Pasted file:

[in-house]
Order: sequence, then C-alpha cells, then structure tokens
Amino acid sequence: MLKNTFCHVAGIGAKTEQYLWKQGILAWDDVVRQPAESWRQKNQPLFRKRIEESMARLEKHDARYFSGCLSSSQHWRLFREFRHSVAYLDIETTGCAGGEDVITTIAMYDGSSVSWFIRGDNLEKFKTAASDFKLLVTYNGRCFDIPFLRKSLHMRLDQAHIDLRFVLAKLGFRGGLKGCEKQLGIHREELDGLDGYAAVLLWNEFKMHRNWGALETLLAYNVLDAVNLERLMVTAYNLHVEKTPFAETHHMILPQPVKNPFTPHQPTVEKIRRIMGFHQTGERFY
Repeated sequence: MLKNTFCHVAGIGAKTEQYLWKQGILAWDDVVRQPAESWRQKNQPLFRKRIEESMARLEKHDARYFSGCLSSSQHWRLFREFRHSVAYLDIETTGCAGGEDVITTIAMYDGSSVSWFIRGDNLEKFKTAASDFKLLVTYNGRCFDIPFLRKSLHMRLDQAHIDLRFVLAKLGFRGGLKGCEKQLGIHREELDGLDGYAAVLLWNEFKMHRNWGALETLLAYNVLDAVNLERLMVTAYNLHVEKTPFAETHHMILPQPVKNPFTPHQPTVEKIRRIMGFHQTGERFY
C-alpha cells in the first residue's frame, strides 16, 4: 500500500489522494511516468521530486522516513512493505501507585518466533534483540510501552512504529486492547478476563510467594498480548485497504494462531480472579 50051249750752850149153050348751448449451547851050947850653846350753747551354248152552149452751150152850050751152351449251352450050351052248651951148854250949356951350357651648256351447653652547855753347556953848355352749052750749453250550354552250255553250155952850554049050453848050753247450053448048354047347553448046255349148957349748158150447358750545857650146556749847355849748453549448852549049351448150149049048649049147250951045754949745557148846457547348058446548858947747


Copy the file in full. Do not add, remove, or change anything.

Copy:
[in-house]
Order: sequence, then C-alpha cells, then structure tokens
Amino acid sequence: MLKNTFCHVAGIGAKTEQYLWKQGILAWDDVVRQPAESWRQKNQPLFRKRIEESMARLEKHDARYFSGCLSSSQHWRLFREFRHSVAYLDIETTGCAGGEDVITTIAMYDGSSVSWFIRGDNLEKFKTAASDFKLLVTYNGRCFDIPFLRKSLHMRLDQAHIDLRFVLAKLGFRGGLKGCEKQLGIHREELDGLDGYAAVLLWNEFKMHRNWGALETLLAYNVLDAVNLERLMVTAYNLHVEKTPFAETHHMILPQPVKNPFTPHQPTVEKIRRIMGFHQTGERFY
Repeated sequence: MLKNTFCHVAGIGAKTEQYLWKQGILAWDDVVRQPAESWRQKNQPLFRKRIEESMARLEKHDARYFSGCLSSSQHWRLFREFRHSVAYLDIETTGCAGGEDVITTIAMYDGSSVSWFIRGDNLEKFKTAASDFKLLVTYNGRCFDIPFLRKSLHMRLDQAHIDLRFVLAKLGFRGGLKGCEKQLGIHREELDGLDGYAAVLLWNEFKMHRNWGALETLLAYNVLDAVNLERLMVTAYNLHVEKTPFAETHHMILPQPVKNPFTPHQPTVEKIRRIMGFHQTGERFY
C-alpha cells in the first residue's frame, strides 16, 4: 500500500489522494511516468521530486522516513512493505501507585518466533534483540510501552512504529486492547478476563510467594498480548485497504494462531480472579 50051249750752850149153050348751448449451547851050947850653846350753747551354248152552149452751150152850050751152351449251352450050351052248651951148854250949356951350357651648256351447653652547855753347556953848355352749052750749453250550354552250255553250155952850554049050453848050753247450053448048354047347553448046255349148957349748158150447358750545857650146556749847355849748453549448852549049351448150149049048649049147250951045754949745557148846457547348058446548858947747